September 20, 2020

COVID-19 MITIGATION: Do We Know Most Kenyan Homes to Propose Home Based Care?

Prof Halimu Shauri. Image (Courtesy)

Episode 43
BY PROF DR HALIMU SHAURI

(Dean; School of Humanities and Social Sciences; Pwani University)

In our previous article on COVID-19 MITIGATION, with my co-author (lol): Home Based or Community Based Care, we paraded which among the two is the best in mitigating COVID-19 infected persons.
Our position was and is that of supporting Community Based Care (CBC) as opposed to Home Based Care (HBC).
Today, I want to reiterate that HBC for a highly infectious disease like COVID-19 is not the best approach from a pragmatic point of view.
You may be wondering why? Yes, I have asked myself serious questions and discussed this HBC approach with my co-author and our consorted and concordant professional view is that it is not feasible based on what the home is in many families. 
UNPLANNED SETTLEMENTS
Yes, let’s look at the home in many Kenyan families. You will agree with me, majority of Kenyans live in humble homes and some in unplanned settlements.

An example of an unplanned settlement in Kenya. Image: (Courtesy)

Let’s go a little deeper into the home and describe it for purposes of understanding it. Some homes in low income families in particular are one bedroom, if you have to call it so, where the cooking, eating, entertainment (lol) and sleeping happens at the same space.
In some instances, goats and chicken are part of the single space or bedroom decor. What changes are the settings?
Indeed, when you see smoke, it has become a kitchen, when you hear laughter, it has become a living room, if you hear nothing, maybe a study room and when you hear what I know you know, and then you know I know! Hihihi and I know you know.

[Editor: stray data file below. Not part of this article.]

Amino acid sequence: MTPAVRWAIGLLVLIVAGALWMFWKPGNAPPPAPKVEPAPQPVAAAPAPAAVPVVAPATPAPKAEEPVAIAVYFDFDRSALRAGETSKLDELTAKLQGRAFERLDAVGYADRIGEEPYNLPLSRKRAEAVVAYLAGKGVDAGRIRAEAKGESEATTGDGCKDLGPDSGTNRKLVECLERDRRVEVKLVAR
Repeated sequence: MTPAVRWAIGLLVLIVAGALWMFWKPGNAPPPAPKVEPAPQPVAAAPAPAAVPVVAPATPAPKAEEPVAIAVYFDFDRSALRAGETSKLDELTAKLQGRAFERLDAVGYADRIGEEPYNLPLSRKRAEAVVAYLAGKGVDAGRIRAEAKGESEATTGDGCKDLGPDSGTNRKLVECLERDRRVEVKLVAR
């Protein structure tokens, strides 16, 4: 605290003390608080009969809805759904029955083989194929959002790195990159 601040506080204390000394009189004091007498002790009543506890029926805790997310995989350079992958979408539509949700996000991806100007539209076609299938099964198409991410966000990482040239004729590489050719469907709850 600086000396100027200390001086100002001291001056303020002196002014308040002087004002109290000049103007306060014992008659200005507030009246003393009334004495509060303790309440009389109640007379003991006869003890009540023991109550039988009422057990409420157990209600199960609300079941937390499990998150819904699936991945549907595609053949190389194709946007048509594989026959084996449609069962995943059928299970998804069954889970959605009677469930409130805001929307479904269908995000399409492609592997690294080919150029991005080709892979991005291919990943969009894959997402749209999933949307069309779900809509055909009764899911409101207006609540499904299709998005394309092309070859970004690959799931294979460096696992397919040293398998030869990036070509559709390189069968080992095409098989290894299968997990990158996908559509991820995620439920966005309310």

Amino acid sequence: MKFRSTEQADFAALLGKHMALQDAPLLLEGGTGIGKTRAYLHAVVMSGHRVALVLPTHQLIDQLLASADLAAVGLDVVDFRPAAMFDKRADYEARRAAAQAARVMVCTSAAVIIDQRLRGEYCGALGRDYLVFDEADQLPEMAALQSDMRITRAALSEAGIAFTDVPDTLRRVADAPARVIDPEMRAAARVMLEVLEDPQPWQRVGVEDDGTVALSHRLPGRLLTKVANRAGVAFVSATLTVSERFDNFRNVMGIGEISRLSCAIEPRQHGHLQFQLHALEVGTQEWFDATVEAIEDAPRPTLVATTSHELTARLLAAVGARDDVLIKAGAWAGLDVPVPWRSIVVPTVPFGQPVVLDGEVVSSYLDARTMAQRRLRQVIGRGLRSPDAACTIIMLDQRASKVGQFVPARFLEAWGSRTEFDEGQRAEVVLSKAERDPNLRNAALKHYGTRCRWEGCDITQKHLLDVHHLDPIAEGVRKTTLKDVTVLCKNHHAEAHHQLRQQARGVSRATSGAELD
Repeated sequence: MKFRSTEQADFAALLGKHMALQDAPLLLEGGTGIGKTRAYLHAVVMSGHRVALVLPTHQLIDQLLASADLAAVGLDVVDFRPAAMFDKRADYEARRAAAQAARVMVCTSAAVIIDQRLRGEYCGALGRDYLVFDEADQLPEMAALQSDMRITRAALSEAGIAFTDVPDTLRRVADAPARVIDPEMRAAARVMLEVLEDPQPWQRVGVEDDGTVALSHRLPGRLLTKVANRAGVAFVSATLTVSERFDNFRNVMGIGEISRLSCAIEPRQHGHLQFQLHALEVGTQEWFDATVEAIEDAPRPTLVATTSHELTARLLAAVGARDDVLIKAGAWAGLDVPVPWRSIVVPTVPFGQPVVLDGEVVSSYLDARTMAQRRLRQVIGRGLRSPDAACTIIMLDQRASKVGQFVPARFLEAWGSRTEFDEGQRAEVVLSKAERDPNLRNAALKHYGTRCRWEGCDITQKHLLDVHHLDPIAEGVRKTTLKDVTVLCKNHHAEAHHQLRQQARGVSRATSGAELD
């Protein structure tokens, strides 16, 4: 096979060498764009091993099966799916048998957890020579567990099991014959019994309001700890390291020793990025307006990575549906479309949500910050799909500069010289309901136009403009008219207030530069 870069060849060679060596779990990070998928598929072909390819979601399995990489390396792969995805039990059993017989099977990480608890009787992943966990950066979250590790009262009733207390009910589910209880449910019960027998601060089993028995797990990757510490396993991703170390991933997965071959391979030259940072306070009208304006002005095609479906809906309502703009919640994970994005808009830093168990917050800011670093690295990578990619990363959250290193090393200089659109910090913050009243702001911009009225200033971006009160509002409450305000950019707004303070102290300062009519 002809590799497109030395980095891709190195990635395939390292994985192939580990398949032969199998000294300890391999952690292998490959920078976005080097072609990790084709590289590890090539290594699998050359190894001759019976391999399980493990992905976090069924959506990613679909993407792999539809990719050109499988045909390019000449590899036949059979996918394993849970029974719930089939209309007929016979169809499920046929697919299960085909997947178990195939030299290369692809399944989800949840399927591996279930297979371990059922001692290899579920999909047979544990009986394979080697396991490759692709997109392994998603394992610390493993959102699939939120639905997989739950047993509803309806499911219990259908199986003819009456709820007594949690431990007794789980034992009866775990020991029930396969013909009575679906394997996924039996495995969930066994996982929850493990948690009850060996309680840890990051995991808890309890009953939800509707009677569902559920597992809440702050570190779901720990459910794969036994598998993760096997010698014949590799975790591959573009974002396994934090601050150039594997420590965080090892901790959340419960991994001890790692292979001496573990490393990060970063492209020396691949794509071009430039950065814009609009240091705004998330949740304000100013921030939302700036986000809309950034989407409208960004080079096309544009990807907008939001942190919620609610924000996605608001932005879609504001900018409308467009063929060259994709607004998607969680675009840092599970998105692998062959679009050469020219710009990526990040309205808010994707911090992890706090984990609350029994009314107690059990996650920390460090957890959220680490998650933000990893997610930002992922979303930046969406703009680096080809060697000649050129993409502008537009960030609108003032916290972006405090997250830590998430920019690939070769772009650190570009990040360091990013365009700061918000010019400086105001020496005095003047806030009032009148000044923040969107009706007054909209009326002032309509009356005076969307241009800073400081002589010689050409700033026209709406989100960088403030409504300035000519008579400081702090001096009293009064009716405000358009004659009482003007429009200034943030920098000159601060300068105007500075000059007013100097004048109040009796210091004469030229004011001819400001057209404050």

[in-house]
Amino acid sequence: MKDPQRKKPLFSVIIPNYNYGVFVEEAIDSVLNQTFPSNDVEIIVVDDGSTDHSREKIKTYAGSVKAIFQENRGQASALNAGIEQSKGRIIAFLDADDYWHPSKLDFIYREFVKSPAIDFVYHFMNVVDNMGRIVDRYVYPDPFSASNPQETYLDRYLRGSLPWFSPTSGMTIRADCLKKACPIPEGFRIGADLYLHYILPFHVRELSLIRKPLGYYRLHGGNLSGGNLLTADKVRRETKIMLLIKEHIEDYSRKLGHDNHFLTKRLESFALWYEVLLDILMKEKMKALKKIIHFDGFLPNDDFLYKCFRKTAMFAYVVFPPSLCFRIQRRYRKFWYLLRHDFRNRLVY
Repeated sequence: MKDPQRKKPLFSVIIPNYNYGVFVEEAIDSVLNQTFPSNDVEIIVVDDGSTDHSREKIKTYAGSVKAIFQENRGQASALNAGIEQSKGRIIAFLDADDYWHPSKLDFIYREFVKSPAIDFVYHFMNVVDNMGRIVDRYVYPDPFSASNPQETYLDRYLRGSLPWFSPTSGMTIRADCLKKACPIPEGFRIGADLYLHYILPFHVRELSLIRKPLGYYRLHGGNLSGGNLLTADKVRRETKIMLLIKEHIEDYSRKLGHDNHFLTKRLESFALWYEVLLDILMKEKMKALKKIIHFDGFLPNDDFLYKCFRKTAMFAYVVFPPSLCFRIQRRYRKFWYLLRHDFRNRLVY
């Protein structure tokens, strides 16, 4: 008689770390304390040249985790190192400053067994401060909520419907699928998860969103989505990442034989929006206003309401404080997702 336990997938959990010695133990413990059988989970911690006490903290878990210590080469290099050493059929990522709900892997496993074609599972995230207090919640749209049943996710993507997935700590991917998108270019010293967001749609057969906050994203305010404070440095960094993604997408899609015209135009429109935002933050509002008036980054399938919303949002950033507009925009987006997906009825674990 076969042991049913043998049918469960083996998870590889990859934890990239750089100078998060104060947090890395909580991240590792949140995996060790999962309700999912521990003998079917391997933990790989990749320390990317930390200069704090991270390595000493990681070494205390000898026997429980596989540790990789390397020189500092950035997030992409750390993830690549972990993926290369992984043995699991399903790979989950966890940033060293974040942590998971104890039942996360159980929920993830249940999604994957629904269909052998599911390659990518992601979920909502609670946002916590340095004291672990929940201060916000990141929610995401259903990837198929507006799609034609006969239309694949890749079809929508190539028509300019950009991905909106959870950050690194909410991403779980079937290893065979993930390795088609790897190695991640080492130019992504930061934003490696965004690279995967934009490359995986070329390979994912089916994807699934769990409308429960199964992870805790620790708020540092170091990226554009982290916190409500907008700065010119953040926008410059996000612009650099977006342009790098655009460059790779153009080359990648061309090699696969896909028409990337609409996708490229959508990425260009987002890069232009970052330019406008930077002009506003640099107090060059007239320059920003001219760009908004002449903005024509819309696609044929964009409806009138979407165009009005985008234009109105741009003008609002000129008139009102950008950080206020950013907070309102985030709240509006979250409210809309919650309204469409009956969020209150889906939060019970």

The furniture also changes to adapt to the needs of the family. In essence, the small or modest sheltered space, either made of wood, mud, cow dung or plastic bags is where the father, mother and children spend their lives.
In such homes, the toilet is either shared or non-existent and the Community bush or neighbors farm is the place, hahaha! In urban slums remember they even have flying objects in form of toilets.
In these homes we don’t have luxury of each member having their utensils during meals, nor luxury of running tap water, nor luxury of privacy or individual rooms, nor luxury of own shower basin, you must share with others.
SOCIALIZATION
The socialization of family members is such that sharing is a common and acceptable norm. What about kids and the way they interact with adults in the family.
They have no boundaries and restrictions because even the space limits them to observe social distance.

 Health Chief Administrative Secretary Rashid Aman in one of the government daily briefings on the corona pandemic. Image: (Courtesy)

I thus fail to understand the pragmatics of How COVID-19 Home Based Care will be done in Kenyan homes! Am I overthinking or am I in order? How do you isolate a COVID-19 positive patient in such circumstances? Are we not courting a disaster in a pandemic!
Someone should pass this message to the powers that be that HBC for COVID-19 is a disaster in the making given the way we know the physical and social structure of Kenyan homes.
Rather than wait and see, we would rather caution the implementors to rethink HBC for COVID-19 infected persons.

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